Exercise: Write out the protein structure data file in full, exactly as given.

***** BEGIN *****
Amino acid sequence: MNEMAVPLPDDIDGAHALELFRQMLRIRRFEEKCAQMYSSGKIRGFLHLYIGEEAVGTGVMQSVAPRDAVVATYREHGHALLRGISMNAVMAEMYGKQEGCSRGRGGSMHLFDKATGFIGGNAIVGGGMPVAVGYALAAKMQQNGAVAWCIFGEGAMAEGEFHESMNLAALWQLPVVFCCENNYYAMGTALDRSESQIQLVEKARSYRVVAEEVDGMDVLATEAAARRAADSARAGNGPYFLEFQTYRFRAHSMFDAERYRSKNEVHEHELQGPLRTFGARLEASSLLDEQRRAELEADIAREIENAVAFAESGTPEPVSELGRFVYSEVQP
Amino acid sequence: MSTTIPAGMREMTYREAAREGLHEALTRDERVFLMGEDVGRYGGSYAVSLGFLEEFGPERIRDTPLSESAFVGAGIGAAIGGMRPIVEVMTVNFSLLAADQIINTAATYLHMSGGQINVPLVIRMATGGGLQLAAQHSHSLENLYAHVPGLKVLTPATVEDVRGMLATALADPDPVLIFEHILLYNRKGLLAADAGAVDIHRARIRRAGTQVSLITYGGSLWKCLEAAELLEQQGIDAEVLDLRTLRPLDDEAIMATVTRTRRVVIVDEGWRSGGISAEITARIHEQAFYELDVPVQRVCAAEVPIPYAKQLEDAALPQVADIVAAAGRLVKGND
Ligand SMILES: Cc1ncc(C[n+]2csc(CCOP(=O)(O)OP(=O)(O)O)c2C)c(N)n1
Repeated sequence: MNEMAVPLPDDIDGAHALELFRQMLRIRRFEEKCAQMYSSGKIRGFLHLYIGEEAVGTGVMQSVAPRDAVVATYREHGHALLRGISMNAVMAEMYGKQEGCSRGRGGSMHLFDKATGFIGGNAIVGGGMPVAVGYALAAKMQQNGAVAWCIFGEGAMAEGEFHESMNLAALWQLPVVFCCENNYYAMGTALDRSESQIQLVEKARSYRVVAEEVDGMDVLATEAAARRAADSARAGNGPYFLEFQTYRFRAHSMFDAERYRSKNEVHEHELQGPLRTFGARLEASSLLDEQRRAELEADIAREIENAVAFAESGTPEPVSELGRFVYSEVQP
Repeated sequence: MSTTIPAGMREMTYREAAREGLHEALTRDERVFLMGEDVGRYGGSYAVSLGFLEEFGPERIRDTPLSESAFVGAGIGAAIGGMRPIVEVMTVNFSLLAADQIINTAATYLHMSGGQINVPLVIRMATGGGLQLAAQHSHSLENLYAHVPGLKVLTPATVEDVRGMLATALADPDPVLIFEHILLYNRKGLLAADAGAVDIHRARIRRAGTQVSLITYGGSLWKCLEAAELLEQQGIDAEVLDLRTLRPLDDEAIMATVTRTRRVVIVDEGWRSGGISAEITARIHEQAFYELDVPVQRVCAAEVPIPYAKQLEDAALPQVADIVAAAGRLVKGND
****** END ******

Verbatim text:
Amino acid sequence: MNEMAVPLPDDIDGAHALELFRQMLRIRRFEEKCAQMYSSGKIRGFLHLYIGEEAVGTGVMQSVAPRDAVVATYREHGHALLRGISMNAVMAEMYGKQEGCSRGRGGSMHLFDKATGFIGGNAIVGGGMPVAVGYALAAKMQQNGAVAWCIFGEGAMAEGEFHESMNLAALWQLPVVFCCENNYYAMGTALDRSESQIQLVEKARSYRVVAEEVDGMDVLATEAAARRAADSARAGNGPYFLEFQTYRFRAHSMFDAERYRSKNEVHEHELQGPLRTFGARLEASSLLDEQRRAELEADIAREIENAVAFAESGTPEPVSELGRFVYSEVQP
Amino acid sequence: MSTTIPAGMREMTYREAAREGLHEALTRDERVFLMGEDVGRYGGSYAVSLGFLEEFGPERIRDTPLSESAFVGAGIGAAIGGMRPIVEVMTVNFSLLAADQIINTAATYLHMSGGQINVPLVIRMATGGGLQLAAQHSHSLENLYAHVPGLKVLTPATVEDVRGMLATALADPDPVLIFEHILLYNRKGLLAADAGAVDIHRARIRRAGTQVSLITYGGSLWKCLEAAELLEQQGIDAEVLDLRTLRPLDDEAIMATVTRTRRVVIVDEGWRSGGISAEITARIHEQAFYELDVPVQRVCAAEVPIPYAKQLEDAALPQVADIVAAAGRLVKGND
Ligand SMILES: Cc1ncc(C[n+]2csc(CCOP(=O)(O)OP(=O)(O)O)c2C)c(N)n1
Repeated sequence: MNEMAVPLPDDIDGAHALELFRQMLRIRRFEEKCAQMYSSGKIRGFLHLYIGEEAVGTGVMQSVAPRDAVVATYREHGHALLRGISMNAVMAEMYGKQEGCSRGRGGSMHLFDKATGFIGGNAIVGGGMPVAVGYALAAKMQQNGAVAWCIFGEGAMAEGEFHESMNLAALWQLPVVFCCENNYYAMGTALDRSESQIQLVEKARSYRVVAEEVDGMDVLATEAAARRAADSARAGNGPYFLEFQTYRFRAHSMFDAERYRSKNEVHEHELQGPLRTFGARLEASSLLDEQRRAELEADIAREIENAVAFAESGTPEPVSELGRFVYSEVQP
Repeated sequence: MSTTIPAGMREMTYREAAREGLHEALTRDERVFLMGEDVGRYGGSYAVSLGFLEEFGPERIRDTPLSESAFVGAGIGAAIGGMRPIVEVMTVNFSLLAADQIINTAATYLHMSGGQINVPLVIRMATGGGLQLAAQHSHSLENLYAHVPGLKVLTPATVEDVRGMLATALADPDPVLIFEHILLYNRKGLLAADAGAVDIHRARIRRAGTQVSLITYGGSLWKCLEAAELLEQQGIDAEVLDLRTLRPLDDEAIMATVTRTRRVVIVDEGWRSGGISAEITARIHEQAFYELDVPVQRVCAAEVPIPYAKQLEDAALPQVADIVAAAGRLVKGND